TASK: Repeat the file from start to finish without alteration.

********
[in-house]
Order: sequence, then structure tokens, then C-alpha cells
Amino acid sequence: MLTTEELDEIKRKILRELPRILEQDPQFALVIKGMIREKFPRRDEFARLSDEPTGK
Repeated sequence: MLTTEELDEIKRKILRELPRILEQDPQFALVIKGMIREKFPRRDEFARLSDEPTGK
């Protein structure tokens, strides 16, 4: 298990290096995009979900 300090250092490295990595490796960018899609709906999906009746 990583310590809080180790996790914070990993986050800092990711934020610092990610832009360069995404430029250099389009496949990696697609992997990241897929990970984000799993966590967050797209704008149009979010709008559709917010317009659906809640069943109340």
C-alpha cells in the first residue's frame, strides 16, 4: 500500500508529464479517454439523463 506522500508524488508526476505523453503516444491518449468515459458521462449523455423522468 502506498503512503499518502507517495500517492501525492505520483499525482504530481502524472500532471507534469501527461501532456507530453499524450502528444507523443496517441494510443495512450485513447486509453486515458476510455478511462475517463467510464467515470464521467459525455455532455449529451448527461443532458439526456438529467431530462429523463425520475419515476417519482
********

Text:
[in-house]
Order: sequence, then structure tokens, then C-alpha cells
Amino acid sequence: MLTTEELDEIKRKILRELPRILEQDPQFALVIKGMIREKFPRRDEFARLSDEPTGK
Repeated sequence: MLTTEELDEIKRKILRELPRILEQDPQFALVIKGMIREKFPRRDEFARLSDEPTGK
């Protein structure tokens, strides 16, 4: 298990290096995009979900 300090250092490295990595490796960018899609709906999906009746 990583310590809080180790996790914070990993986050800092990711934020610092990610832009360069995404430029250099389009496949990696697609992997990241897929990970984000799993966590967050797209704008149009979010709008559709917010317009659906809640069943109340």
C-alpha cells in the first residue's frame, strides 16, 4: 500500500508529464479517454439523463 506522500508524488508526476505523453503516444491518449468515459458521462449523455423522468 502506498503512503499518502507517495500517492501525492505520483499525482504530481502524472500532471507534469501527461501532456507530453499524450502528444507523443496517441494510443495512450485513447486509453486515458476510455478511462475517463467510464467515470464521467459525455455532455449529451448527461443532458439526456438529467431530462429523463425520475419515476417519482